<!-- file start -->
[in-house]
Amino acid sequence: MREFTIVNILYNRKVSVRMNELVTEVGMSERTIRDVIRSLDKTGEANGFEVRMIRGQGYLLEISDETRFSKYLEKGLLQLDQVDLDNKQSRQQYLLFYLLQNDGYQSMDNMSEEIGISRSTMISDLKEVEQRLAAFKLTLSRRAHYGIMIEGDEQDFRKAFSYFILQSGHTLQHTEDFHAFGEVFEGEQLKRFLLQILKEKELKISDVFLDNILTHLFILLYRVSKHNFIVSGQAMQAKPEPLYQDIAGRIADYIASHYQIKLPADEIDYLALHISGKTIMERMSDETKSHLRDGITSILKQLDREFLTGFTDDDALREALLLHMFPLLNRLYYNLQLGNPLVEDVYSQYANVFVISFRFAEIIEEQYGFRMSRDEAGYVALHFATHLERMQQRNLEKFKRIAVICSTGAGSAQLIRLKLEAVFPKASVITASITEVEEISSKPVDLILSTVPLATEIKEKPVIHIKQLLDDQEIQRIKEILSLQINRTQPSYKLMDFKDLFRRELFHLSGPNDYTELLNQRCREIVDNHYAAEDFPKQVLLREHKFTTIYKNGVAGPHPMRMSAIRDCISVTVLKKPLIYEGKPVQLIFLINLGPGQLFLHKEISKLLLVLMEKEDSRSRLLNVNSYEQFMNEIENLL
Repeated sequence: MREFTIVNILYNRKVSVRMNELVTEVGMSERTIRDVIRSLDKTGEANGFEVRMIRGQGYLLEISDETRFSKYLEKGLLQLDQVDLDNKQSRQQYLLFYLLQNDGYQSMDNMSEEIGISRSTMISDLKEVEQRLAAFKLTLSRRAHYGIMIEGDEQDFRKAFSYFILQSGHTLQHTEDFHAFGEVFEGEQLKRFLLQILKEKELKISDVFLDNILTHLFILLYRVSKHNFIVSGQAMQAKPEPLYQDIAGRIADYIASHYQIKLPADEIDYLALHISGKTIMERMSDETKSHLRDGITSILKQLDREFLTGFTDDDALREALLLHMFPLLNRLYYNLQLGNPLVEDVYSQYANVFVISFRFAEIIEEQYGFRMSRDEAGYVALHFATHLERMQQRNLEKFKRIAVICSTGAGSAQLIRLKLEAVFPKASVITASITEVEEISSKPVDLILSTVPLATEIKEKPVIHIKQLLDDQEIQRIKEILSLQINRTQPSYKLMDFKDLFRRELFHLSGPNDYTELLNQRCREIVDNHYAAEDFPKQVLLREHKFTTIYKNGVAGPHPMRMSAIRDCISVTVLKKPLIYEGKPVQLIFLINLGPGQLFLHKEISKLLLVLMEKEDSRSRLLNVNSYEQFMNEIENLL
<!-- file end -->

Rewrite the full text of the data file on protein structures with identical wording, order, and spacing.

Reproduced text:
[in-house]
Amino acid sequence: MREFTIVNILYNRKVSVRMNELVTEVGMSERTIRDVIRSLDKTGEANGFEVRMIRGQGYLLEISDETRFSKYLEKGLLQLDQVDLDNKQSRQQYLLFYLLQNDGYQSMDNMSEEIGISRSTMISDLKEVEQRLAAFKLTLSRRAHYGIMIEGDEQDFRKAFSYFILQSGHTLQHTEDFHAFGEVFEGEQLKRFLLQILKEKELKISDVFLDNILTHLFILLYRVSKHNFIVSGQAMQAKPEPLYQDIAGRIADYIASHYQIKLPADEIDYLALHISGKTIMERMSDETKSHLRDGITSILKQLDREFLTGFTDDDALREALLLHMFPLLNRLYYNLQLGNPLVEDVYSQYANVFVISFRFAEIIEEQYGFRMSRDEAGYVALHFATHLERMQQRNLEKFKRIAVICSTGAGSAQLIRLKLEAVFPKASVITASITEVEEISSKPVDLILSTVPLATEIKEKPVIHIKQLLDDQEIQRIKEILSLQINRTQPSYKLMDFKDLFRRELFHLSGPNDYTELLNQRCREIVDNHYAAEDFPKQVLLREHKFTTIYKNGVAGPHPMRMSAIRDCISVTVLKKPLIYEGKPVQLIFLINLGPGQLFLHKEISKLLLVLMEKEDSRSRLLNVNSYEQFMNEIENLL
Repeated sequence: MREFTIVNILYNRKVSVRMNELVTEVGMSERTIRDVIRSLDKTGEANGFEVRMIRGQGYLLEISDETRFSKYLEKGLLQLDQVDLDNKQSRQQYLLFYLLQNDGYQSMDNMSEEIGISRSTMISDLKEVEQRLAAFKLTLSRRAHYGIMIEGDEQDFRKAFSYFILQSGHTLQHTEDFHAFGEVFEGEQLKRFLLQILKEKELKISDVFLDNILTHLFILLYRVSKHNFIVSGQAMQAKPEPLYQDIAGRIADYIASHYQIKLPADEIDYLALHISGKTIMERMSDETKSHLRDGITSILKQLDREFLTGFTDDDALREALLLHMFPLLNRLYYNLQLGNPLVEDVYSQYANVFVISFRFAEIIEEQYGFRMSRDEAGYVALHFATHLERMQQRNLEKFKRIAVICSTGAGSAQLIRLKLEAVFPKASVITASITEVEEISSKPVDLILSTVPLATEIKEKPVIHIKQLLDDQEIQRIKEILSLQINRTQPSYKLMDFKDLFRRELFHLSGPNDYTELLNQRCREIVDNHYAAEDFPKQVLLREHKFTTIYKNGVAGPHPMRMSAIRDCISVTVLKKPLIYEGKPVQLIFLINLGPGQLFLHKEISKLLLVLMEKEDSRSRLLNVNSYEQFMNEIENLL